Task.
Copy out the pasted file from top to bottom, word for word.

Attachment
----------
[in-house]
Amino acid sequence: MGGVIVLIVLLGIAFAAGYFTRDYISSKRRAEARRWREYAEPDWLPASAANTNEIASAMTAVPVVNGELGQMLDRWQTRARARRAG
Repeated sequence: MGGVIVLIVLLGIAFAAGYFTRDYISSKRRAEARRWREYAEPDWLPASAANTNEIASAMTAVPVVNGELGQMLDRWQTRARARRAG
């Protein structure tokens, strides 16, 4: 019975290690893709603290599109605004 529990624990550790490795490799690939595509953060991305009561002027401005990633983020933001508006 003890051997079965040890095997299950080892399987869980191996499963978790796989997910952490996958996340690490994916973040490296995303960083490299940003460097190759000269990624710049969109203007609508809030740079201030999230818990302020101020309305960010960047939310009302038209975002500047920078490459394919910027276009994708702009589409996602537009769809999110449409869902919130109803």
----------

[in-house]
Amino acid sequence: MGGVIVLIVLLGIAFAAGYFTRDYISSKRRAEARRWREYAEPDWLPASAANTNEIASAMTAVPVVNGELGQMLDRWQTRARARRAG
Repeated sequence: MGGVIVLIVLLGIAFAAGYFTRDYISSKRRAEARRWREYAEPDWLPASAANTNEIASAMTAVPVVNGELGQMLDRWQTRARARRAG
């Protein structure tokens, strides 16, 4: 019975290690893709603290599109605004 529990624990550790490795490799690939595509953060991305009561002027401005990633983020933001508006 003890051997079965040890095997299950080892399987869980191996499963978790796989997910952490996958996340690490994916973040490296995303960083490299940003460097190759000269990624710049969109203007609508809030740079201030999230818990302020101020309305960010960047939310009302038209975002500047920078490459394919910027276009994708702009589409996602537009769809999110449409869902919130109803």